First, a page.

Weekly Update 18 March 2022
Weekly Update 18 March 2022
In a development with truly momentous implications for the post-War European architecture designed to uphold the Rule of Law, democracy, and human rights across the continent, Russia was expelled from the Council of Europe this week. Following an extraordinary debate in the Parliamentary Assembly, culminating in an Opinion that Russia should cease to be a member of the organisation set up after World War II "to achieve a greater unity between its members for the purpose of safeguarding and realising the ideals and principles which are their common heritage", the Committee of Ministers acted decisively to exclude Russia with immediate effect.
The reason for this unprecedented decision was that Russia's aggression against Ukraine constitutes a serious violation of its obligations under Article 3 of the Statute of the Council of Europe to accept the principles of the Rule of Law and the enjoyment by all persons within its jurisdiction of human rights and fundamental freedoms, and to collaborate sincerely and effectively in the realisation of the Council of Europe's aims.
The enormous implications of this seismic development for the future of the Council of Europe, and collective European efforts to uphold the Rule of Law, democracy, and human rights, are considered in excellent analyses by Professor Philip Leach and Professor Rick Lawson. In a piece in Project Syndicate, our Director Murray Hunt argues that Russia's illegal war of aggression against Ukraine reveals both the fragility of the international Rule of Law, as well as the world's dependence upon it for international peace, security, and prosperity. This should be the moment, he argues, when States which aspire to global Rule of Law leadership should step back from undermining the international Rule of Law by renewing their commitment to abiding by international obligations and starting the long and patient work of rebuilding it, beginning with the creation of a Special Tribunal for the prosecution of the crime of aggression against Ukraine. A public petition calling on world leaders to create such a tribunal has already attracted almost three-quarters of a million signatures.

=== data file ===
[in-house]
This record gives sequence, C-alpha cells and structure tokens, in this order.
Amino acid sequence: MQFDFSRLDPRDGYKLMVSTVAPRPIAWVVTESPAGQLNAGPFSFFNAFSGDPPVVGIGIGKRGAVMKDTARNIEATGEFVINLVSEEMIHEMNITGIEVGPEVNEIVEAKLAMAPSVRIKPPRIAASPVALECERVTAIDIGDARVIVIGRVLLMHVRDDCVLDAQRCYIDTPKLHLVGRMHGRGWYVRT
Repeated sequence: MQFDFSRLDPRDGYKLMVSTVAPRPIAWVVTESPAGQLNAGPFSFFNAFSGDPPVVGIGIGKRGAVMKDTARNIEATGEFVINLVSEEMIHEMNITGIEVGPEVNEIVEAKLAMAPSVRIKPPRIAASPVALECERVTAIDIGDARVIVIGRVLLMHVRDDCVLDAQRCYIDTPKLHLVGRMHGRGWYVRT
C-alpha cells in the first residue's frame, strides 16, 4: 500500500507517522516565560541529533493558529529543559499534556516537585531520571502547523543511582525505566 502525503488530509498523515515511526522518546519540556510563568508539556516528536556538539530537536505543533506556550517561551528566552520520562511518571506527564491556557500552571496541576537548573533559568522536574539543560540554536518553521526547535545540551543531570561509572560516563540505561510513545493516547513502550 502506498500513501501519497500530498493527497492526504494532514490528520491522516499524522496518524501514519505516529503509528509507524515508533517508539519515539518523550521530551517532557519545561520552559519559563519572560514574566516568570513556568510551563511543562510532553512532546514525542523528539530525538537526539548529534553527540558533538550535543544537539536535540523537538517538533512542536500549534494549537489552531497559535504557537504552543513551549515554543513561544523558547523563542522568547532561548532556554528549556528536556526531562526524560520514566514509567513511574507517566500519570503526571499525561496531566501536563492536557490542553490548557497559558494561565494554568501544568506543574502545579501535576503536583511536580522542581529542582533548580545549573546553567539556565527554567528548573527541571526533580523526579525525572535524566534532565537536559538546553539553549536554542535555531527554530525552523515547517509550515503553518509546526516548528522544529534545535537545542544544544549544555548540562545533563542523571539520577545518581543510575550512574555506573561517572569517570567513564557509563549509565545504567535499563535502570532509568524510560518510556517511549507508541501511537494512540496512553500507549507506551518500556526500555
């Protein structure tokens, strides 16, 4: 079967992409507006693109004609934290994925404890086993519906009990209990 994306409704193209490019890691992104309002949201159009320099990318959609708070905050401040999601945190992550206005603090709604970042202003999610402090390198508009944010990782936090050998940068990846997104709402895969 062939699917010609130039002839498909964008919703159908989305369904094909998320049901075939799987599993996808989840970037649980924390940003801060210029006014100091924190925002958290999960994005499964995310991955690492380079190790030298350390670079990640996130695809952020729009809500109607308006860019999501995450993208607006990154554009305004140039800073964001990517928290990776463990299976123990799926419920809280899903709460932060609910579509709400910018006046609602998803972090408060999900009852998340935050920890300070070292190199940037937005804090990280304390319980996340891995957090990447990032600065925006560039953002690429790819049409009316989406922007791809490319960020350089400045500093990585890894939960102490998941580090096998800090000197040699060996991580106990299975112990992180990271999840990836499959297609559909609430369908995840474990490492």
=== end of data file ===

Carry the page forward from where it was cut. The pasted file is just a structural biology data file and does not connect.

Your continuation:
Russia's war in Ukraine has created a refugee crisis in Europe. The UN Refugee Agency (UNHCR) reports that the number of displaced persons reached over 3 million this week. Following criticism of the UK Government's slow response, it has now established a policy whereby UK citizens can host named Ukrainian refugees. Despite this, concerns remain that the Government may seek to reinstate provisions before the House of Commons in the Nationality and Borders Bill which were removed by the House of Lords for "flying in the face" of the 1951 UN Refugee Convention.
Poland finds itself on the frontline of the crisis, and the EU institutions have praised its generous response. However, hopes that this may ease the Rule of Law crisis have taken a blow from the Polish Constitutional Tribunal's latest challenge to European legal obligations. On 10 March, the K 7/21 judgment found that recent interpretations of Article 6 of the European Convention on Human Rights on the right to a fair trial by the Strasbourg court were incompatible with the Polish constitution. The decision follows the first ruling that aspects of Article 6 ECHR were unconstitutional in the November K 6/21 judgment, in which the Polish Commissioner for Human Rights put before the Tribunal an expert analysis requested from the Bingham Centre.
It is worth recalling that Russia started down this path when its constitutional court assigned itself a similar power to assess the compliance of ECtHR judgments in 2016. This should also be borne in mind when considering the UK Government's proposals for reform of the Human Rights Act 1998, which explicitly contemplate the possibility of a so-called "democratic shield" against judgments of the European Court of Human Rights, as recently analysed by our Research Fellow Katie Lines for RECONNECT.
This Update reports on the Bingham Centre's recent activities relevant to these topics, including the House of Lords' latest reading of the Nationality and Borders Bill and our ongoing engagement through the Rule of Law Monitoring of Legislation Project, the publication of RECONNECT educational materials on migration in Europe, and a podcast on the recently validated EU mechanism to withhold funding in the event of Rule of Law breaches. We also bring news - in the week that the UK Government has introduced the Online Safety Bill - of the publication of written evidence on the right to privacy submitted to the House of Commons Science and Technology Committee, the latest updates from the Modern Slavery Policy and Evidence Centre, and an upcoming event on lessons for the post-pandemic future.
You can read the whole Update here.